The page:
That’s the way Jack Garner always began his radio commercials. He was “comin’ at ya with the new album by (artist) on (label). It’s hot. It’s rock and roll. And it’s at Discount Records NOW.” He invariably bought 60-second commercials and he’d pack as much music into them as possible so potential consumers could get a good idea of what he wanted them to buy. His spots always ended with “Discount Records, a better way to get music to the people.”
Sometimes he brought Trader Jim (Ledbetter) or Carroll Dee (Bland) with him to record, but the basic structure of his messages never varied. Unlike a lot of clients who cut their own commercials, Jack had a very clear concept of what he wanted to accomplish. And I think you could measure the vinyl he sold in tons.
I met him in the summer of 1972, after I left KAAY for the first time. He was an early and consistent supporter of KLAZ 98.5—the station that would have been KAAY-FM if the construction permit had not been allowed to lapse. He showed up one day with a handful of albums and his script written on a legal pad and all I could think was, “Oh, great. Here’s another client that’s going to take half a day in the studio because he doesn’t know what he wants.” Wrong! Underneath that hippie exterior lived a businessman who was always the sharpest knife in the drawer. (Small but telling detail: his mention of the record label in his spots earned him what’s called co-op money, meaning the label would help him pay the cost of his ad schedule.)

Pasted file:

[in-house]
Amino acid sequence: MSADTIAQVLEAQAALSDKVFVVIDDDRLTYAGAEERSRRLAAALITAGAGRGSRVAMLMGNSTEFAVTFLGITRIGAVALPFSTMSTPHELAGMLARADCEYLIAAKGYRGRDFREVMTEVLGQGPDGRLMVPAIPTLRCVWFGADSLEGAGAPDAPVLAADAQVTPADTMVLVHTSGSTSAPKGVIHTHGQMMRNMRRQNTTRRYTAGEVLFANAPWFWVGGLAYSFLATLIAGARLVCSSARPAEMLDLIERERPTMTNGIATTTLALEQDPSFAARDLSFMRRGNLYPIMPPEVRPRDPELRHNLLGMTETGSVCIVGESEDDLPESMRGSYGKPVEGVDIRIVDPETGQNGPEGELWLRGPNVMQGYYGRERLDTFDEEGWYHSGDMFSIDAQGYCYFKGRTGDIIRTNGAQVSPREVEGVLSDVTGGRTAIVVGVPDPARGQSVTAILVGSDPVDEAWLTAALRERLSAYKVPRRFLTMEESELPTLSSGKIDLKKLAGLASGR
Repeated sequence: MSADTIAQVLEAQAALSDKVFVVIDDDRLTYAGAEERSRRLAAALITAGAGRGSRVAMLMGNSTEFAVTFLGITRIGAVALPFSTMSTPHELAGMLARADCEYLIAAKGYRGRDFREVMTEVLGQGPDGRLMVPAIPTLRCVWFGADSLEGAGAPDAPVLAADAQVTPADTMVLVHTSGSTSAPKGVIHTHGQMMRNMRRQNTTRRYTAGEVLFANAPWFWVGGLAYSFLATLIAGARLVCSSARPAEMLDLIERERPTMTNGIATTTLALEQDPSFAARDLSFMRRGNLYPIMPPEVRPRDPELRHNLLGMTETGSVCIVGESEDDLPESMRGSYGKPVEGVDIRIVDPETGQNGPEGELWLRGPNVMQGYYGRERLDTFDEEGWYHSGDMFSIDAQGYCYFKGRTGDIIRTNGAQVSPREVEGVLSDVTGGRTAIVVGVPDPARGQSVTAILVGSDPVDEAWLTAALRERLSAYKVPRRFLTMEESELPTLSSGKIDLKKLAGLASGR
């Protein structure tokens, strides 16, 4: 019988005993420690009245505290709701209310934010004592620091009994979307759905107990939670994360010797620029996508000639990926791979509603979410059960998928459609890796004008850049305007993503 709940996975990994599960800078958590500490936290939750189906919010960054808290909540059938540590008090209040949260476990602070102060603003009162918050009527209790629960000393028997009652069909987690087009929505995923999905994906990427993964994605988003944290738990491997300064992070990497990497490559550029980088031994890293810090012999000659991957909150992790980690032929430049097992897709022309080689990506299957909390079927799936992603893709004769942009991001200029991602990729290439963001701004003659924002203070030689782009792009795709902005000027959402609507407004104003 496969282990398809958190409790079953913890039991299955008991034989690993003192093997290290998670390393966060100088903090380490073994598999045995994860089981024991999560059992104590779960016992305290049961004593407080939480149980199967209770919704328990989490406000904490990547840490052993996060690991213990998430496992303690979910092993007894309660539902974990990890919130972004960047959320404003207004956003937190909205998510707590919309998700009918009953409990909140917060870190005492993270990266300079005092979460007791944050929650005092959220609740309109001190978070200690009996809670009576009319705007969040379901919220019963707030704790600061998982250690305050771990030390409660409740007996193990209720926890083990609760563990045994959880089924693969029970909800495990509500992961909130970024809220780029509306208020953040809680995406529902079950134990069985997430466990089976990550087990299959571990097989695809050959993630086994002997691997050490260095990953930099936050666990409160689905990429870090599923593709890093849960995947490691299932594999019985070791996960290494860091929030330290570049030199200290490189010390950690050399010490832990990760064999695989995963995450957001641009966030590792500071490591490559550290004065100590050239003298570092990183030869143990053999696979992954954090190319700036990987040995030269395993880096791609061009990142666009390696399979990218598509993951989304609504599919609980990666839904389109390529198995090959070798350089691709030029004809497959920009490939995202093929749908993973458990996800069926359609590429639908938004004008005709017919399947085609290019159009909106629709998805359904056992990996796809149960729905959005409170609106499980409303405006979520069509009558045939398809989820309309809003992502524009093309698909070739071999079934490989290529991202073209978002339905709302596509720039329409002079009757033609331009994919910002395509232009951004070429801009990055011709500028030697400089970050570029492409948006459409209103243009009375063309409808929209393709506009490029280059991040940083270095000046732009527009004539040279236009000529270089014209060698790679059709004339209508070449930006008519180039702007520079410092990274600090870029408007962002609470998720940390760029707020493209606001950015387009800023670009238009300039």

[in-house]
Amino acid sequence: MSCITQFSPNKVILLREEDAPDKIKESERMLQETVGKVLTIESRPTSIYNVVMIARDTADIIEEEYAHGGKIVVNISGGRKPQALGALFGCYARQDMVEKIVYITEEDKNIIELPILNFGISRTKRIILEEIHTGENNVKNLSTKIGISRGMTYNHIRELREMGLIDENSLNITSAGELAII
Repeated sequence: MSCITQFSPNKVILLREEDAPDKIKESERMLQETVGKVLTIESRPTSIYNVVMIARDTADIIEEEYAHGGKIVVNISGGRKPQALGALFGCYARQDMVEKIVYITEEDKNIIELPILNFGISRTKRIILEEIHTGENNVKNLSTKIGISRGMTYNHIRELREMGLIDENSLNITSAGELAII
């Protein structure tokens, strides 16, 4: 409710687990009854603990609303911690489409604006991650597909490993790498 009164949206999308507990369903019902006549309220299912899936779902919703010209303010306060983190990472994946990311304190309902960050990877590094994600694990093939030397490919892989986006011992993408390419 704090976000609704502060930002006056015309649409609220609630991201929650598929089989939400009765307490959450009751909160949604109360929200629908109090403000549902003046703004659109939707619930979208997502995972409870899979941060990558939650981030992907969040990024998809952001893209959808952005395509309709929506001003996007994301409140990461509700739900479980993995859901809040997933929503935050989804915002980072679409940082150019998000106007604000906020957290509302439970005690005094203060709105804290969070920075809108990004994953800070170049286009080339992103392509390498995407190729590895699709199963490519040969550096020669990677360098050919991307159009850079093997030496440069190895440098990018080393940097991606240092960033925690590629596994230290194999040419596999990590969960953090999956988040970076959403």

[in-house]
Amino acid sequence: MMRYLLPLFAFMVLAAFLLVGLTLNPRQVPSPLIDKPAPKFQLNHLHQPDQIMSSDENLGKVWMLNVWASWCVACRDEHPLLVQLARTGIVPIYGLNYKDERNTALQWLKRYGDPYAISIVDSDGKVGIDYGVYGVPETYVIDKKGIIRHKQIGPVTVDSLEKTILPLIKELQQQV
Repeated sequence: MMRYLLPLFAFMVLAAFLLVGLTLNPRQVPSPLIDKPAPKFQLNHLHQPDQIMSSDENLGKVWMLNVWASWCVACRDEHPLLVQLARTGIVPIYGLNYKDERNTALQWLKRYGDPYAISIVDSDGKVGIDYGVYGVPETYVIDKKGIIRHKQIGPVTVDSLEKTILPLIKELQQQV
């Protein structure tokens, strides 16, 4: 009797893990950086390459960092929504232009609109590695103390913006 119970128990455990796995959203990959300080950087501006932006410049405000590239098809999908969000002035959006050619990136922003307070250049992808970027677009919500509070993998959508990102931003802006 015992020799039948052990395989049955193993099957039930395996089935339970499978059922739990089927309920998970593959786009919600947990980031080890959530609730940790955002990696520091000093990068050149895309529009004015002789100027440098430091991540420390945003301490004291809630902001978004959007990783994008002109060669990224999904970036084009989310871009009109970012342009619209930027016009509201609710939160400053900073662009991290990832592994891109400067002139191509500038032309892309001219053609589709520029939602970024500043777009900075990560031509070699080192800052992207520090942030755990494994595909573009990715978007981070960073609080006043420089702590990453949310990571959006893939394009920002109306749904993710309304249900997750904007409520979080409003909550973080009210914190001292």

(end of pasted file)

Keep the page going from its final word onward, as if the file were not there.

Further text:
He was over six feet tall with bushy, curly hair and a beard that made him look like the missing member of Jethro Tull. His favorite wardrobe items were faded overalls and high-topped shoes—the kind my grandfather wore when he was plowing the fields. There was a gleam and a glitter in his eyes and he loved to laugh. You could talk to him for thirty seconds and tell you were in the presence of a great intelligence.
He had spent some years pretty high up in the food chain at Mattel, figuring out ways to make the mothers of little girls buy ever-increasing amounts of Barbie stuff. He was rather well off when “I just couldn’t take the hypocrisy any longer, so I blew it off. And I swore I was never going to wear a tie again!”
So he came from Up North and decided to settle in Little Rock to sell records. His business thrived for years (and radio benefited from it) until the chain stores squeezed out the Mom-And-Pop operations. (Try going to Walmart and asking for Steeleye Span or Daddy Cool. Jack kept them in stock, along with a thousand other esoteric delights.)
I’m pretty sure that he sold out for a good price when he saw the end coming. He was probably very comfortable for the rest of his life. Cancer took him out sometime in 2000, I believe. Pity, that. In all the years I knew him, I never saw him in a bad mood, never heard a negative word from him. I am blessed to have been given his KAAY Honorary Announcer certificate (thank you, Laura) from 1977.
How cool that he managed to live a good part of his life on his own terms. How many of us can say that? Rock on, Discount Jack—we’ll not see the likes of you again!
David B. Treadway
Doc Holiday VII